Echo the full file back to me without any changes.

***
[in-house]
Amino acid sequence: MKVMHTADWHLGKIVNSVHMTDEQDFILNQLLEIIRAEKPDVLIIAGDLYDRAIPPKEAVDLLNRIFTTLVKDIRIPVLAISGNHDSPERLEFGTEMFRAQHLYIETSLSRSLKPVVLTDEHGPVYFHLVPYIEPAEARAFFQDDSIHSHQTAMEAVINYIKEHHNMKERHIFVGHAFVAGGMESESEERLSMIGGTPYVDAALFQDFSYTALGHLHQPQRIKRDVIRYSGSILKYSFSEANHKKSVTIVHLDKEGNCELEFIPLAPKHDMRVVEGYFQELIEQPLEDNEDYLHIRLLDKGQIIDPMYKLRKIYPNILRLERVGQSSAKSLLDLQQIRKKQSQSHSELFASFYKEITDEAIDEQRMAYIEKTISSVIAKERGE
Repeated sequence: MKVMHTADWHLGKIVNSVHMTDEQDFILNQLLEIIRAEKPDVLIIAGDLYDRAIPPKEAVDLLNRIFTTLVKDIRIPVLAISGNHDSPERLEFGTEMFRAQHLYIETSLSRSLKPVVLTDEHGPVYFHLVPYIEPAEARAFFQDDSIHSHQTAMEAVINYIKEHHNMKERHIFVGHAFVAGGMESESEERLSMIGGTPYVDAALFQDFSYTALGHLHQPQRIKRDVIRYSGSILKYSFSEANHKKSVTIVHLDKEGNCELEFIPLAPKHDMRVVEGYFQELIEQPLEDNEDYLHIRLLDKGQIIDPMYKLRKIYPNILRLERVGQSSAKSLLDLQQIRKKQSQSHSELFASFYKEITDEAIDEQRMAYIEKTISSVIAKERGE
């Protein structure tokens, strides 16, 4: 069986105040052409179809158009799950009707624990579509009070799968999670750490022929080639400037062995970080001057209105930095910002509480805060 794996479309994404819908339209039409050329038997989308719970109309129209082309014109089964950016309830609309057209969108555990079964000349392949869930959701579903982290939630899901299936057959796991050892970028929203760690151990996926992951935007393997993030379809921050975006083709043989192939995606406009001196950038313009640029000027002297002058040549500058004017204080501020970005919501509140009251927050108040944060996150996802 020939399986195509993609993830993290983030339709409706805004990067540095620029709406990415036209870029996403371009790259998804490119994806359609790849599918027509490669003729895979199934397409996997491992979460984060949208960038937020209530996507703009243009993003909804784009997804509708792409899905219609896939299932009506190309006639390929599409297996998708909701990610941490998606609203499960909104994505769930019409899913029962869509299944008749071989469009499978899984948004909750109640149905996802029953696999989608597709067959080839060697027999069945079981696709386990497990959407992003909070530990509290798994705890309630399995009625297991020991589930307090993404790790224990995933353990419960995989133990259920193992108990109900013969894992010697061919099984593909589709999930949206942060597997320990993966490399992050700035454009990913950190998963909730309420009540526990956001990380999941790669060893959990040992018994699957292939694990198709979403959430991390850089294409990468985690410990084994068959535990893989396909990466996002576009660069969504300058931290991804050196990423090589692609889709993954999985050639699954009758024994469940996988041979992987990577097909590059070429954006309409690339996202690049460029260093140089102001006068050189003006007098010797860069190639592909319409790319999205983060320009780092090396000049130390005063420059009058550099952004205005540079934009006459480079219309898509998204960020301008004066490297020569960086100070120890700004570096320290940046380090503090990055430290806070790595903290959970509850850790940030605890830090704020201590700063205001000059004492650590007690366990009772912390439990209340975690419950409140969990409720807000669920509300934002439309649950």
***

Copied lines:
[in-house]
Amino acid sequence: MKVMHTADWHLGKIVNSVHMTDEQDFILNQLLEIIRAEKPDVLIIAGDLYDRAIPPKEAVDLLNRIFTTLVKDIRIPVLAISGNHDSPERLEFGTEMFRAQHLYIETSLSRSLKPVVLTDEHGPVYFHLVPYIEPAEARAFFQDDSIHSHQTAMEAVINYIKEHHNMKERHIFVGHAFVAGGMESESEERLSMIGGTPYVDAALFQDFSYTALGHLHQPQRIKRDVIRYSGSILKYSFSEANHKKSVTIVHLDKEGNCELEFIPLAPKHDMRVVEGYFQELIEQPLEDNEDYLHIRLLDKGQIIDPMYKLRKIYPNILRLERVGQSSAKSLLDLQQIRKKQSQSHSELFASFYKEITDEAIDEQRMAYIEKTISSVIAKERGE
Repeated sequence: MKVMHTADWHLGKIVNSVHMTDEQDFILNQLLEIIRAEKPDVLIIAGDLYDRAIPPKEAVDLLNRIFTTLVKDIRIPVLAISGNHDSPERLEFGTEMFRAQHLYIETSLSRSLKPVVLTDEHGPVYFHLVPYIEPAEARAFFQDDSIHSHQTAMEAVINYIKEHHNMKERHIFVGHAFVAGGMESESEERLSMIGGTPYVDAALFQDFSYTALGHLHQPQRIKRDVIRYSGSILKYSFSEANHKKSVTIVHLDKEGNCELEFIPLAPKHDMRVVEGYFQELIEQPLEDNEDYLHIRLLDKGQIIDPMYKLRKIYPNILRLERVGQSSAKSLLDLQQIRKKQSQSHSELFASFYKEITDEAIDEQRMAYIEKTISSVIAKERGE
């Protein structure tokens, strides 16, 4: 069986105040052409179809158009799950009707624990579509009070799968999670750490022929080639400037062995970080001057209105930095910002509480805060 794996479309994404819908339209039409050329038997989308719970109309129209082309014109089964950016309830609309057209969108555990079964000349392949869930959701579903982290939630899901299936057959796991050892970028929203760690151990996926992951935007393997993030379809921050975006083709043989192939995606406009001196950038313009640029000027002297002058040549500058004017204080501020970005919501509140009251927050108040944060996150996802 020939399986195509993609993830993290983030339709409706805004990067540095620029709406990415036209870029996403371009790259998804490119994806359609790849599918027509490669003729895979199934397409996997491992979460984060949208960038937020209530996507703009243009993003909804784009997804509708792409899905219609896939299932009506190309006639390929599409297996998708909701990610941490998606609203499960909104994505769930019409899913029962869509299944008749071989469009499978899984948004909750109640149905996802029953696999989608597709067959080839060697027999069945079981696709386990497990959407992003909070530990509290798994705890309630399995009625297991020991589930307090993404790790224990995933353990419960995989133990259920193992108990109900013969894992010697061919099984593909589709999930949206942060597997320990993966490399992050700035454009990913950190998963909730309420009540526990956001990380999941790669060893959990040992018994699957292939694990198709979403959430991390850089294409990468985690410990084994068959535990893989396909990466996002576009660069969504300058931290991804050196990423090589692609889709993954999985050639699954009758024994469940996988041979992987990577097909590059070429954006309409690339996202690049460029260093140089102001006068050189003006007098010797860069190639592909319409790319999205983060320009780092090396000049130390005063420059009058550099952004205005540079934009006459480079219309898509998204960020301008004066490297020569960086100070120890700004570096320290940046380090503090990055430290806070790595903290959970509850850790940030605890830090704020201590700063205001000059004492650590007690366990009772912390439990209340975690419950409140969990409720807000669920509300934002439309649950």